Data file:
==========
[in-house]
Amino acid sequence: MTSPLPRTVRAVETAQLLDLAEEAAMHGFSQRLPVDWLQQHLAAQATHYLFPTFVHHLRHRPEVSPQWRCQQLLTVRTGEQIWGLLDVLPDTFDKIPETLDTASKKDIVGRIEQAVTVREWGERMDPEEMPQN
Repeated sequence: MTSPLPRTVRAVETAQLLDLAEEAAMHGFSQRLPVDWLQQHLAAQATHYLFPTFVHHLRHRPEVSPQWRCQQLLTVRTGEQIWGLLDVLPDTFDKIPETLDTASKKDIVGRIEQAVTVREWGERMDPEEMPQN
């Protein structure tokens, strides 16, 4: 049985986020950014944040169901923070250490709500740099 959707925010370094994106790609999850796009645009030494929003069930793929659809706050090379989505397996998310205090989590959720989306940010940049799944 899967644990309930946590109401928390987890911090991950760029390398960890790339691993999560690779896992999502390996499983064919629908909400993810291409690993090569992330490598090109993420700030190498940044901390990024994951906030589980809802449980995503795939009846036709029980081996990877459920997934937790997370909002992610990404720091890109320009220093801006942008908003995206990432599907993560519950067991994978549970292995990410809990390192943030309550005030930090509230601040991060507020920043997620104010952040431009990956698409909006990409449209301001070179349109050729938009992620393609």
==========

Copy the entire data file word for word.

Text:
[in-house]
Amino acid sequence: MTSPLPRTVRAVETAQLLDLAEEAAMHGFSQRLPVDWLQQHLAAQATHYLFPTFVHHLRHRPEVSPQWRCQQLLTVRTGEQIWGLLDVLPDTFDKIPETLDTASKKDIVGRIEQAVTVREWGERMDPEEMPQN
Repeated sequence: MTSPLPRTVRAVETAQLLDLAEEAAMHGFSQRLPVDWLQQHLAAQATHYLFPTFVHHLRHRPEVSPQWRCQQLLTVRTGEQIWGLLDVLPDTFDKIPETLDTASKKDIVGRIEQAVTVREWGERMDPEEMPQN
């Protein structure tokens, strides 16, 4: 049985986020950014944040169901923070250490709500740099 959707925010370094994106790609999850796009645009030494929003069930793929659809706050090379989505397996998310205090989590959720989306940010940049799944 899967644990309930946590109401928390987890911090991950760029390398960890790339691993999560690779896992999502390996499983064919629908909400993810291409690993090569992330490598090109993420700030190498940044901390990024994951906030589980809802449980995503795939009846036709029980081996990877459920997934937790997370909002992610990404720091890109320009220093801006942008908003995206990432599907993560519950067991994978549970292995990410809990390192943030309550005030930090509230601040991060507020920043997620104010952040431009990956698409909006990409449209301001070179349109050729938009992620393609």